Information from the Kalamazoo State Hospital, where Joe was examined prior to his hearing, stated “the more one studies his background, the stronger is the impression that he is more emotionally inadequate than he is intellectually inferior.” [26]

The court records from 1928-1929 when Joe was arrested for stealing a car, larceny and violating probation (and noted he was recently arrested for drunkenness and stealing a bicycle) made absolutely no mention of any potential incompetency. [32]

Lastly, I find it impossible to believe that Mildred, or any other woman, would stay in a relationship with a man for five to six years and even live with him, if he had the mental capacity of a child.


Attempt to demonstrate that Joe had no moral judgement
Dr. Davis and Dr. Gregg declared that Joe was “devoid of ethical understanding.” [27, 28] As proof that he had no moral sense they discussed how Joe saw nothing wrong with living with Mildred though they were unmarried. [34] Not only that, the psychiatrists stated Joe couldn't even grasp the concept of right versus wrong. [27, 35] According to Dr. Davis “If you tell him not to take something, he perhaps would consider that as wrong, but when you say 'It is wrong to take something,' he does not understand exactly what you mean.” [27] Dr. Greg said that Joe felt one had only done something wrong if one was caught. [35] “He didn't have any idea that he had committed any crime until he was told that he had by the officers,” claimed Dr. Gregg. [36]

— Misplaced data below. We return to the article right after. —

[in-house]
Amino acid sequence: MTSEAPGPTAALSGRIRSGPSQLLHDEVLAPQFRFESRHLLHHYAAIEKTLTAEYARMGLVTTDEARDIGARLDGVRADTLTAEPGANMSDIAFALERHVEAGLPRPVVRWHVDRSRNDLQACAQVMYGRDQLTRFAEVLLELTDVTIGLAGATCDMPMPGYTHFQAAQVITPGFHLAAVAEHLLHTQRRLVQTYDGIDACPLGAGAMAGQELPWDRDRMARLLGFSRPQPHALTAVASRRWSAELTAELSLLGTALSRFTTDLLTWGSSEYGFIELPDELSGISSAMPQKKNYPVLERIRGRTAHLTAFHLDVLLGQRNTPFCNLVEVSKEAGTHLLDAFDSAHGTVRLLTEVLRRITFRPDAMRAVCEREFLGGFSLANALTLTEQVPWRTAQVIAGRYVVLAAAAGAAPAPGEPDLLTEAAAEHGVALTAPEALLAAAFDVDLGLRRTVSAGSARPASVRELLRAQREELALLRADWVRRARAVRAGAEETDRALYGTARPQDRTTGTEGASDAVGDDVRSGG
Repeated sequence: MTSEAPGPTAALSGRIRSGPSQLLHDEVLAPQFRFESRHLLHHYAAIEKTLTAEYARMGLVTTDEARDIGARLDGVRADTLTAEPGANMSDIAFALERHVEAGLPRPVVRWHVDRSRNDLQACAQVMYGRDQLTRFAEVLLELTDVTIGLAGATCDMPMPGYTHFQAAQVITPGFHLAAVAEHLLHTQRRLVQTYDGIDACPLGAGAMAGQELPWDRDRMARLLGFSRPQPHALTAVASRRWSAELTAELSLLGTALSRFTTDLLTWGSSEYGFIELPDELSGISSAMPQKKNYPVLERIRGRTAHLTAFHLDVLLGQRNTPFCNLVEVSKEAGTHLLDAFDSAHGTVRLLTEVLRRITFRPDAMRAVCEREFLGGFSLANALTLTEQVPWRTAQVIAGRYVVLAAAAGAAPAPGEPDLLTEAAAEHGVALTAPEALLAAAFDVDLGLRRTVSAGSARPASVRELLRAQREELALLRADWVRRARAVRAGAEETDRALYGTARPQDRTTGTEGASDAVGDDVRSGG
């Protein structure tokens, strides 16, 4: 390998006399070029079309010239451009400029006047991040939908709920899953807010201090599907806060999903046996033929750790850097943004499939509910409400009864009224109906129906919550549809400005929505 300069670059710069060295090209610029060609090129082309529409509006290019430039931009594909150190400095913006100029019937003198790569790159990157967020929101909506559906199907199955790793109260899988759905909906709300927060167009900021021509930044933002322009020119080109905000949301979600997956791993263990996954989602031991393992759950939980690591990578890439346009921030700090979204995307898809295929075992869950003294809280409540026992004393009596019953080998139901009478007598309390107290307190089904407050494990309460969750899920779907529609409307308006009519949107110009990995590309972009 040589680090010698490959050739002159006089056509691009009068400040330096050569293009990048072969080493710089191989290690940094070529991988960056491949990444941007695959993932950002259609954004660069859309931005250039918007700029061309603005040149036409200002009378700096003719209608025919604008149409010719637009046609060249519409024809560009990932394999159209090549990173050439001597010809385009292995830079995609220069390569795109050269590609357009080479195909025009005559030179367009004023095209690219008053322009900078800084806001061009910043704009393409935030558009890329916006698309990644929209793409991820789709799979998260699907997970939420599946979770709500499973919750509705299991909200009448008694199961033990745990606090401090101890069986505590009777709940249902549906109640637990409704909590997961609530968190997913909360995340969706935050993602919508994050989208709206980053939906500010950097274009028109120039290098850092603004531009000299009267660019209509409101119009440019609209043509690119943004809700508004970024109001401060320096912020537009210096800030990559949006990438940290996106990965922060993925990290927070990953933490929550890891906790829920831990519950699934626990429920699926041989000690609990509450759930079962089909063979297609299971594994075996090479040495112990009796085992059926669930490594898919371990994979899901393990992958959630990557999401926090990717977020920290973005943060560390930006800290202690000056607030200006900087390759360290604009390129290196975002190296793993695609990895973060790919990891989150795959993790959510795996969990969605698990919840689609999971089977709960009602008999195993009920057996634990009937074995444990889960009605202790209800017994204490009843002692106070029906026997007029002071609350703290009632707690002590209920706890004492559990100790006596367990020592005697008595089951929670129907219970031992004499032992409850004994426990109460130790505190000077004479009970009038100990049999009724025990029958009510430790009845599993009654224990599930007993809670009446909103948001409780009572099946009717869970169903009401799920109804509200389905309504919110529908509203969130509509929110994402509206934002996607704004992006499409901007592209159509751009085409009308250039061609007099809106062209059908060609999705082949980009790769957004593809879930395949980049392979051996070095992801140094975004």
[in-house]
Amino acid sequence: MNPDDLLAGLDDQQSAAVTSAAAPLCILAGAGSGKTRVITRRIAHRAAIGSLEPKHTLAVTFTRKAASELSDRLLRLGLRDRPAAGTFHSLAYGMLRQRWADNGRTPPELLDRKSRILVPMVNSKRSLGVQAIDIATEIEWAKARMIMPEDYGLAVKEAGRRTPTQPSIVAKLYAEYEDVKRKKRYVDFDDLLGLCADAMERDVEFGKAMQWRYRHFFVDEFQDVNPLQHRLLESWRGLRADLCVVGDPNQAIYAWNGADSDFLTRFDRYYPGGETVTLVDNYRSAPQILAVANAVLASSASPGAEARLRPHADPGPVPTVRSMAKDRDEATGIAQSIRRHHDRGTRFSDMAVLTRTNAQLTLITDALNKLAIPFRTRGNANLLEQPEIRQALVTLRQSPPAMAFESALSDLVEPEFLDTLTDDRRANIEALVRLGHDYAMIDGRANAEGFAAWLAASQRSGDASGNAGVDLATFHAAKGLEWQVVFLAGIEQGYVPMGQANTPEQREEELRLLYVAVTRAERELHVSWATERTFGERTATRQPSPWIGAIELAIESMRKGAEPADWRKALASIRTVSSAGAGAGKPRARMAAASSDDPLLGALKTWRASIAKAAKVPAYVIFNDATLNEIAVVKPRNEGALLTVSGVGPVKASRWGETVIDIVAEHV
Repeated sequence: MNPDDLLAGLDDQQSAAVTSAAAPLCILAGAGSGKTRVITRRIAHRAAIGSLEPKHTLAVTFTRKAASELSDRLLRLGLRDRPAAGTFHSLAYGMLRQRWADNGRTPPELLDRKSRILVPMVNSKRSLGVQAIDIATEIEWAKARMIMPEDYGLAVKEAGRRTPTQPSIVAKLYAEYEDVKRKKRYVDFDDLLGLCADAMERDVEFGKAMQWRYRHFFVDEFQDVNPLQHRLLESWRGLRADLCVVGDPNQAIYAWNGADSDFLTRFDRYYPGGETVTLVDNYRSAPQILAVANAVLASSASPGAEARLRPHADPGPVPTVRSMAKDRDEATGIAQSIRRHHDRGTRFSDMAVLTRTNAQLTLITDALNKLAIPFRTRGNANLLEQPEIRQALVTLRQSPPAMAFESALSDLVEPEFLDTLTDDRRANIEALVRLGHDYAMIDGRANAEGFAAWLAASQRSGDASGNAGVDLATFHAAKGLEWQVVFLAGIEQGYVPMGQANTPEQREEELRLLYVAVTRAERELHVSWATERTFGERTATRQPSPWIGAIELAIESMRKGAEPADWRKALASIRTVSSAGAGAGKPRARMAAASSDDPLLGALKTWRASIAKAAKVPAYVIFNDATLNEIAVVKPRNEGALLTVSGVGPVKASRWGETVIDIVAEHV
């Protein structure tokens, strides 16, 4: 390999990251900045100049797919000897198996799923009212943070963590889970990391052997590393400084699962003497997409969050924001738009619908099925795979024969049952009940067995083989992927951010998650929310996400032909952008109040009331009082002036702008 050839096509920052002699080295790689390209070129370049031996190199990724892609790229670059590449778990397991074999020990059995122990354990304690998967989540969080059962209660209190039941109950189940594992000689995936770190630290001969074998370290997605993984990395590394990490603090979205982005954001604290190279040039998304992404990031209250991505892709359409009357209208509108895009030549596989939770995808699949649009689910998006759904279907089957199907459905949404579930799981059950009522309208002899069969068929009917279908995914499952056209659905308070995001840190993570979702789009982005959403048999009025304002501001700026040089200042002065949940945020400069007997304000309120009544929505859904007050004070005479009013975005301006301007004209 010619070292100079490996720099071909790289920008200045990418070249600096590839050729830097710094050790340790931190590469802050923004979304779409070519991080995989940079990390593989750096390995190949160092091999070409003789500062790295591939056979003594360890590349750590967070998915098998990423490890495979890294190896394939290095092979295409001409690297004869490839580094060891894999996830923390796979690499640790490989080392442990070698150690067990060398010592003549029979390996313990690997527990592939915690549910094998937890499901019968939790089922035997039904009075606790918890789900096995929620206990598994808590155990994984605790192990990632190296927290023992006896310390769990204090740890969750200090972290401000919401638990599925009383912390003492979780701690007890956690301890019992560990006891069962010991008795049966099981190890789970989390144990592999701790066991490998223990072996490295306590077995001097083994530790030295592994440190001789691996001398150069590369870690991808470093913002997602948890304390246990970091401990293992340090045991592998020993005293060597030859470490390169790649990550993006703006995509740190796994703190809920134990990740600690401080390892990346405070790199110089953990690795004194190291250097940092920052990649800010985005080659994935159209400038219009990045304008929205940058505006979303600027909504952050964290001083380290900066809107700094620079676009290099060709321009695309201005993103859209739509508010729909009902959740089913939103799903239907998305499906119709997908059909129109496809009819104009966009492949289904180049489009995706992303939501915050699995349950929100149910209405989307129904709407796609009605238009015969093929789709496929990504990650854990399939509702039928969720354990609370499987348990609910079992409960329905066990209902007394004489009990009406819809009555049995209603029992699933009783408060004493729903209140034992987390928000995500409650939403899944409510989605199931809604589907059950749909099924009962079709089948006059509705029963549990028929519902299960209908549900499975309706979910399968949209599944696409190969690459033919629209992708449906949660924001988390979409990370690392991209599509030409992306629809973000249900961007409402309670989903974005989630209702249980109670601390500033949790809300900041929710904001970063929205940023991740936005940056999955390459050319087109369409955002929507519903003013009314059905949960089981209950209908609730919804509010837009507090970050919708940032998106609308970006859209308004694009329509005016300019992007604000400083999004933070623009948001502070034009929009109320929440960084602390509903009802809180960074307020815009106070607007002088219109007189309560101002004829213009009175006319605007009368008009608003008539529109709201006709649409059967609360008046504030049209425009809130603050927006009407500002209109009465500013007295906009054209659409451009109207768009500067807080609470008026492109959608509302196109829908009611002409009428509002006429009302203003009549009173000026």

My rebuttal
I understand it was not socially acceptable to live “in sin,” but to equate it with not understanding that it was wrong to steal something seems to me to weaken the argument rather than strengthen it. Also, if Joe really had no moral sense and saw nothing wrong with living with Mildred, why did Joe repeatedly ask Mildred to get a divorce [31, 37, 38, 39] so he could marry her. [37, 38, 39] Joe admitted that he drove to Mildred's sister's house on several occasions attempting to get her to marry him [31, 39, 40] (and thus get a dependency deferment as Pearl Harbor had just been attacked, drawing the U.S. into WWII). [39]

Also, if Joe didn't understand that he had done anything wrong when he shot Mildred, why was he found cowering under a bed? [7, 41] If he didn't comprehend that he had committed a crime, why wasn't he peacefully sleeping off his hangover? Why would Joe say that he must have gone crazy and the next moment say he should be electrocuted? [26]


Blame the victim
According to the defense, Mildred was an immoral woman who after many years of living with Joe started seeing other men. [40, 42, 43] Dr. Gregg testified that Joe claimed he kicked Mildred out because he believed she was “running around with married men.” [40] According to Dr. Gregg, Joe “knew that she was keeping company with other men; had made trips with other men; had done many immoral acts with other men, and he had forgiven her, trying to forget it; gave her money for a divorce; bought a car and got a house.” [40]

My rebuttal